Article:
‘Hello Dolly’ showcases talent, innovation


Kevin Phelan

The cast of Hello Dolly jumps as they dance during the Harmonia Gardens Restaurant scene.

This fall, VHHS put on the musical, “Hello, Dolly.”

“Hello, Dolly” is like the grandmother of modern musicals. Its influence can be seen in many recent musicals like “Newsies,” “West Side Story,” and “Hamilton.”

Despite recognition and awards, its plot has no stakes or looming threat, which makes the world the musical takes place in seem a little too perfect. The protagonist starts off with promise as a young boy from a rundown part of New York who dreams of bigger things.

The plot hits its first bump in the hat shop when Cornelius just stumbles into the arms of his perfect woman. He proceeds to stumble through the day perfectly.

This is the first major problem with the musical. The characters seem to have plot armor that gets them out of any sticky situation. Run out of cash? Boom! Found a wallet. Going to court because you incited a riot and assaulted a man? Boom! Sing a song about true love and get your evil boss jailed.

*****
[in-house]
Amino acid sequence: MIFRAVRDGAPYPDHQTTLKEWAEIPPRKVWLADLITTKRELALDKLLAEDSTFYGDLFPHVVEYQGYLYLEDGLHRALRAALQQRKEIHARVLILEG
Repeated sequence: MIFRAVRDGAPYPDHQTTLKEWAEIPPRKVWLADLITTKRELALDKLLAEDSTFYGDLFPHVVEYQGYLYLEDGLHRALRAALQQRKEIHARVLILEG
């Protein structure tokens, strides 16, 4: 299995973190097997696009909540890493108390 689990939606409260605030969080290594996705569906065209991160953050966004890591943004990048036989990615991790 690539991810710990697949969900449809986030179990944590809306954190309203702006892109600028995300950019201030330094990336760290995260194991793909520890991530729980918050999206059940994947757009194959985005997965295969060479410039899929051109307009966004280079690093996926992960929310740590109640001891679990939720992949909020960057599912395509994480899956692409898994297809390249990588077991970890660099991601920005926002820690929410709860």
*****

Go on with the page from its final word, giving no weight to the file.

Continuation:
This is the main reason that I was excited to see what the theater program could do to spice up the classic. My excitement was fulfilled as our theater group was innovative in many ways that made watching “Hello, Dolly” more fun than ever before.

The actors played their parts in a way that is nostalgic to the original while putting their own spin on their characters.

Sasha Shor as Cornelius Hackl is believably naive with a heart of gold, but a strong backbone. Jack Farag as Horace Vandergelder is delightfully mean with hilarious hijinks.

There was also the star performance of Sari Gluck as the titular character Dolly Levi. She plays Dolly perfectly, giving off an air of mystery while managing to stay entertaining throughout the entire musical that keeps us guessing as to her true nature.

While the lead actors do a great job keeping the audience entertained, the background characters do a great job keeping us immersed. They never distract from the action but make the world feel lived in and like everyone has a life outside of the story.

The scenery was just as important as the actors. A majority of the time, shows of “Hello Dolly” have basic 1950s set dressing, yet Backlight has put a unique spin on the setting. The simplistic pastel colors on buildings with black outlines remind me of a Dr. Suess book in its simple complexity.

Overall, the “Hello, Dolly” production put on by VHHS was extremely refreshing in all aspects and does a great job amazing and surprising the audience with unique twists.